Gun manufacturer Sturm, Ruger & Co. could receive nearly $15 million for opening a new factory in the North Carolina community already home to America's largest firearms maker. Mayodan's town council on Monday approved offering Southport, Conn.-based Sturm, Ruger more than $850,000 over 14 years if it meets investment and job targets, The News & Record of Greensboro reported.
The AFL-CIO plans to open its membership to more non-union groups in an effort to restore the influence of organized labor as traditional union rolls continue to decline. A resolution approved Monday at the federation's quadrennial convention in Los Angeles would expand membership for workers who aren't covered by a collective bargaining agreement.
The Oshkosh Corp. is once asking union members to reopen contract extension talks with the company to help win a military contract. Oshkosh has asked for a five-year extension on the present labor contract with United Auto Workers Local 578 that expires in 2016.
Gov. Nathan Deal touted the state's efforts to lure manufacturing firms with its energy policy on Monday, saying a recent energy sales tax exemption has brought jobs to Georgia and that a stable supply in the state could bring more. Last year, state lawmakers approved a plan that eliminated the energy sales tax on manufacturing plants.
Gov. Rick Perry and top executives are attending the opening of a Fort Worth plant where cellphone pioneer Motorola will produce the first smartphone ever assembled in the U.S. Motorola is owned by Google, whose Executive Chairman, Eric Schmidt, will be on-hand Tuesday, as will Motorola CEO Dennis Woodside.
Financially troubled Furniture Brands International is laying off 1,451 workers in northeast Mississippi after filing for Chapter 11 bankruptcy. The St. Louis, Mo., furniture company designs, manufactures and markets furniture under a variety of notable brand names, including Broyhill and Thomasville.
Jaguar Land Rover has announced a substantial new investment in Britain and the creation of 1,700 jobs. The Indian-owned company plans to invest 1.5 billion pounds ($2.3 billion) to produce an advanced new car manufactured out of aluminum.
Politicians love promoting "made in America" during an election season but tend to forget about it once the dust settles. And so, for all the praise of American manufacturing in the last campaign – by Democrats and Republicans alike – very little has actually been done. So what happened to a real competitiveness – and – jobs agenda?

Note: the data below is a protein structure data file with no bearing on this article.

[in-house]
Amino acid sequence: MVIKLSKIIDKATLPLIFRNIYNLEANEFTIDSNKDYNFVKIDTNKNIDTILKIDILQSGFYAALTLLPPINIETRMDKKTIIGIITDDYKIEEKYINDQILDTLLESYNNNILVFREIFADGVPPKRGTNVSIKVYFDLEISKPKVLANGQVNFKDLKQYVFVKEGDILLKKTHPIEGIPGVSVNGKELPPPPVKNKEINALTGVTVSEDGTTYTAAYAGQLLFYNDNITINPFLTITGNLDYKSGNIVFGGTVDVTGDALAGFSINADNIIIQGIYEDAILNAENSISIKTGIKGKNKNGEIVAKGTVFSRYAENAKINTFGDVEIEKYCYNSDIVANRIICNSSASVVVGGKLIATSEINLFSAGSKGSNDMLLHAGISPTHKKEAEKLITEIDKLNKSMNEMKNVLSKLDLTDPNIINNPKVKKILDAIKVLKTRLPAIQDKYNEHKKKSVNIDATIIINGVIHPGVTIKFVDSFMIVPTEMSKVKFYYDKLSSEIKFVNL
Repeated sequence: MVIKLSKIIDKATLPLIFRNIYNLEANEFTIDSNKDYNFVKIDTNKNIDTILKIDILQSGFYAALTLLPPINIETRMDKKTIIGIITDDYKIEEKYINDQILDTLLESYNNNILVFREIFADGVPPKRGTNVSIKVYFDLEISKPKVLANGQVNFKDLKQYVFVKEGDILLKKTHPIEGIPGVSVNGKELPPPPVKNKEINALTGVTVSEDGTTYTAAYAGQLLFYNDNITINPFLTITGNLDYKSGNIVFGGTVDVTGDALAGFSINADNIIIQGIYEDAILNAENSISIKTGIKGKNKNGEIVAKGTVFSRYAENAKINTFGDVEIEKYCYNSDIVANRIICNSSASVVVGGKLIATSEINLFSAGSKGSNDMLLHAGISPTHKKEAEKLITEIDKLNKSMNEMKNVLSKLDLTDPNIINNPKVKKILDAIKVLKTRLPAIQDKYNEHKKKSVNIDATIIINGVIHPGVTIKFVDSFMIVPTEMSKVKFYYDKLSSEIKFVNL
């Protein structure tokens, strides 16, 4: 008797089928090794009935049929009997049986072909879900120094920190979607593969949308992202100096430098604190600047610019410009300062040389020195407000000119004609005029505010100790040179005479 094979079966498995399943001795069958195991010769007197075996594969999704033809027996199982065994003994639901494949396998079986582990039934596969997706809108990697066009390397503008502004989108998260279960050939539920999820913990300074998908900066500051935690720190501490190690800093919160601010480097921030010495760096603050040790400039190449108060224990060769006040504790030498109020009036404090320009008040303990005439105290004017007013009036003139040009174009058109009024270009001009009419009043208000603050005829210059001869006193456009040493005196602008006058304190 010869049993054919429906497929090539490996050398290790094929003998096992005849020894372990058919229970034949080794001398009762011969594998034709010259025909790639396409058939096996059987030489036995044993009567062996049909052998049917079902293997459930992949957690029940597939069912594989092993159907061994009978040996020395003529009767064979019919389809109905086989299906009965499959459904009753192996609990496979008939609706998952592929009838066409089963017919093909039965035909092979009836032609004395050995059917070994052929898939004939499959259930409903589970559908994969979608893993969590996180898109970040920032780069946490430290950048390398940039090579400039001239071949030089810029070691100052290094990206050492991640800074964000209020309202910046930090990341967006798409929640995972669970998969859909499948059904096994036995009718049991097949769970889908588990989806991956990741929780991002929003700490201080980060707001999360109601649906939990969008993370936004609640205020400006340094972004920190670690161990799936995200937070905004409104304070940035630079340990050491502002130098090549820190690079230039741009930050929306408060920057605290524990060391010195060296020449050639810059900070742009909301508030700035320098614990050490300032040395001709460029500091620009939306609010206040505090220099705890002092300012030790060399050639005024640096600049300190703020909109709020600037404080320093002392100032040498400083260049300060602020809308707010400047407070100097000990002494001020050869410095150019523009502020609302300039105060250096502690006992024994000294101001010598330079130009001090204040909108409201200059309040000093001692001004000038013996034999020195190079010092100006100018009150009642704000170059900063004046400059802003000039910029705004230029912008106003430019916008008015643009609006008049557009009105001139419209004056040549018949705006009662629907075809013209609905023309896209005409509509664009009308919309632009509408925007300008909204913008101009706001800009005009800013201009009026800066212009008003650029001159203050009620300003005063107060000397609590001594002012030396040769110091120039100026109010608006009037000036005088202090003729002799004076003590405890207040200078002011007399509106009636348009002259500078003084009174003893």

Employers are sketching a hazy picture of the U.S. job market for the Federal Reserve to weigh in deciding this month whether to reduce its stimulus for the economy — and, if so, by how much. The economy added 169,000 jobs in August but many fewer in June and July than previously thought.
A Michigan factory that makes lithium-ion batteries for General Motors is halting production for up to six weeks because of a controversy over a chemical. LG Chem spokesman Jeremy Hagemeyer says a chemical used to make batteries may not be registered with the U.S. Environmental Protection Agency. He declined to name it.
The Energy Department said it will lose about $42 million on a loan to a now-shuttered Michigan company that made vans for the disabled. Vehicle Production Group suspended operations in February and laid off 100 workers. The company had paid back $5 million of a $50 million federal loan this spring.
Not too long ago, Monster.com, the well-known online job marketplace, conducted a comprehensive survey on the state of U.S. manufacturing jobs, and came to some compelling, if not worrying, results. In general, workers in U.S. manufacturing are largely unhappy with their current positions, for a variety of reasons, and are more likely to be actively searching for different work, be it at another plant, or another industry.
Michigan may have large natural gas reserves deep underground, but it will likely be years before they would be developed on a large scale, giving policymakers time to deal with the environmental and public health concerns associated with the extraction method known as fracking, according to a study released Thursday.